The Use of Mobile Technologies for Work-To-Family Boundary Permeability: The Case of Finnish and Canadian Male Lawyers. By: Choroszewicz, Marta; Kay, Fiona. Human Relations. Oct2020, Vol. 73 Issue 10, p1388-1414. 27p.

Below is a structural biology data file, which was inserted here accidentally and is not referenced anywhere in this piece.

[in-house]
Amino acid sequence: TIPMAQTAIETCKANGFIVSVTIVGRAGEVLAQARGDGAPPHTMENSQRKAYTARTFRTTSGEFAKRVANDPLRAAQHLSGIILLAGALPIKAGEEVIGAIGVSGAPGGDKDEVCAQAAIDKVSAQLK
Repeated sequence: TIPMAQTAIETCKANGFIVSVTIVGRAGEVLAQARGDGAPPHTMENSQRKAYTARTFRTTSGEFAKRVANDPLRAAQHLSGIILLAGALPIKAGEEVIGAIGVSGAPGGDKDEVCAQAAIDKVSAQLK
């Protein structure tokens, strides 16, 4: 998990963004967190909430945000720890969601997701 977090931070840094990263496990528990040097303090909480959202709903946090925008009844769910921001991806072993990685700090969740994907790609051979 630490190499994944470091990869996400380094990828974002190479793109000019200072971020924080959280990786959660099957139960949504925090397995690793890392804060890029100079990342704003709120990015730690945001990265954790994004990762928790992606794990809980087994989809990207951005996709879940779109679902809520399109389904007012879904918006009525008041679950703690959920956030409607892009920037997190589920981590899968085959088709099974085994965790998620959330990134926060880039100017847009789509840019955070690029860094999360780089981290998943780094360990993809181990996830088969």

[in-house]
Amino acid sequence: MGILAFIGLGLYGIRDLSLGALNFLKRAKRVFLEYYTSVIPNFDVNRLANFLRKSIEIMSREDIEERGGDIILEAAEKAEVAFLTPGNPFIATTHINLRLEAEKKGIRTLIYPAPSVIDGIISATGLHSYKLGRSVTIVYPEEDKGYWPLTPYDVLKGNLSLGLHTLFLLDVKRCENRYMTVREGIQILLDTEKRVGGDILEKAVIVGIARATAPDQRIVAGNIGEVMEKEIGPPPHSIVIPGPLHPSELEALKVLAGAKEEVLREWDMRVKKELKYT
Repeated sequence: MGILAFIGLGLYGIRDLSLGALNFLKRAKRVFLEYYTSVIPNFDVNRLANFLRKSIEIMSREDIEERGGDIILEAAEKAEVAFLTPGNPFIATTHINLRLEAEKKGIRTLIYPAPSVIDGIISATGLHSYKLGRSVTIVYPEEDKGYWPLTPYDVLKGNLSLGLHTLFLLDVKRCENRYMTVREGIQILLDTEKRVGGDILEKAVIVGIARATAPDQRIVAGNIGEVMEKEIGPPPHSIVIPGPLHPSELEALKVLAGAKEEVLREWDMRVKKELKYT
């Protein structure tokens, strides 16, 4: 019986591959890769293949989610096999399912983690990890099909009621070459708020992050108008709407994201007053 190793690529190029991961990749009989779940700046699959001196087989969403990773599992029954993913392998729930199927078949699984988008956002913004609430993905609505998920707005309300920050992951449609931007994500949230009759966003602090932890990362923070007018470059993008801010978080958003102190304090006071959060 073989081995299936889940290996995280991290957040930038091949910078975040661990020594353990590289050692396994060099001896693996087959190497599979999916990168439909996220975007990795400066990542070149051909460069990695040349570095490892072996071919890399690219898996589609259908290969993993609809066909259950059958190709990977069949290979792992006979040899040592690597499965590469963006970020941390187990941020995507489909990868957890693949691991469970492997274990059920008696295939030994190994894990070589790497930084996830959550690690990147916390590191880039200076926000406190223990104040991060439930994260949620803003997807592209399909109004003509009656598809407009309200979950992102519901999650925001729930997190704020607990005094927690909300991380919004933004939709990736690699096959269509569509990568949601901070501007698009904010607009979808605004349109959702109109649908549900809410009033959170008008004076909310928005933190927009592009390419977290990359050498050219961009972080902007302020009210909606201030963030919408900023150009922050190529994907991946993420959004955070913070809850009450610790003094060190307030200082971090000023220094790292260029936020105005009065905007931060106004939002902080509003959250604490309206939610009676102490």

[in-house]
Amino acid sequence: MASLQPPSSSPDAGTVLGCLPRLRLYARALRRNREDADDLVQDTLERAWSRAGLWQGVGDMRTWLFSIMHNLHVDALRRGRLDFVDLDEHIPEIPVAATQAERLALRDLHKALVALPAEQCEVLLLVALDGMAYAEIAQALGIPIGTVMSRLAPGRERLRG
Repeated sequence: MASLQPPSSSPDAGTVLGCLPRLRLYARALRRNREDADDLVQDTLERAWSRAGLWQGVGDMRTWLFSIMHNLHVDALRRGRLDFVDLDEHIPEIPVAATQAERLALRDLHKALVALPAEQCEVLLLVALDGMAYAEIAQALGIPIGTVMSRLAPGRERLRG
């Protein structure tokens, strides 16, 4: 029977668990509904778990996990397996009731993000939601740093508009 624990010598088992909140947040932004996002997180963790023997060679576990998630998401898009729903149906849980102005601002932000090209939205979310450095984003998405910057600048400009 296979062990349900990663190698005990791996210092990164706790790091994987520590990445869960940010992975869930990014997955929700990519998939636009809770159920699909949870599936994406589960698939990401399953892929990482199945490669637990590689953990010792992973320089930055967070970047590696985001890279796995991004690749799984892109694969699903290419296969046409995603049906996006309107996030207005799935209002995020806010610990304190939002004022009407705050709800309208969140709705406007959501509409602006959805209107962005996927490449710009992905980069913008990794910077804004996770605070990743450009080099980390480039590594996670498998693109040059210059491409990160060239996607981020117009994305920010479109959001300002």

This article explores work–family interface and the use of mobile technologies (MTs) among male lawyers in Quebec (French Canada) and Finland – two civil law contexts with reputations for legislation friendly toward work–family balance. Drawing on 34 interviews with male lawyers and combining two theoretical lenses, shifting ideals of fatherhood and work–family boundary theory, our study shows how men’s preferences for work–family boundary management relate to diversifying models of fatherhood and family. In Finland, male lawyers more readily embrace family responsibilities and they strive to set firm boundaries to curtail work spilling over into family life. Yet, the cultural and professional norm of men as breadwinners remains strong, especially for Canadian male lawyers whose spouses more often assume primary responsibility for childcare. Our study offers qualitative markers of boundary management styles and strategies (spatial, temporal, and psychological) of male professionals – as struggling segmentors, struggling integrators, and integrators. We observe that senior male lawyers, living in more traditional family models, frequently model integrating behaviours, such as around-the-clock availability via MTs. This modeling establishes expectations of what represents a committed professional worthy of promotion. These practices play an important role in sustaining and reproducing gender inequalities in organisations that employ professionals.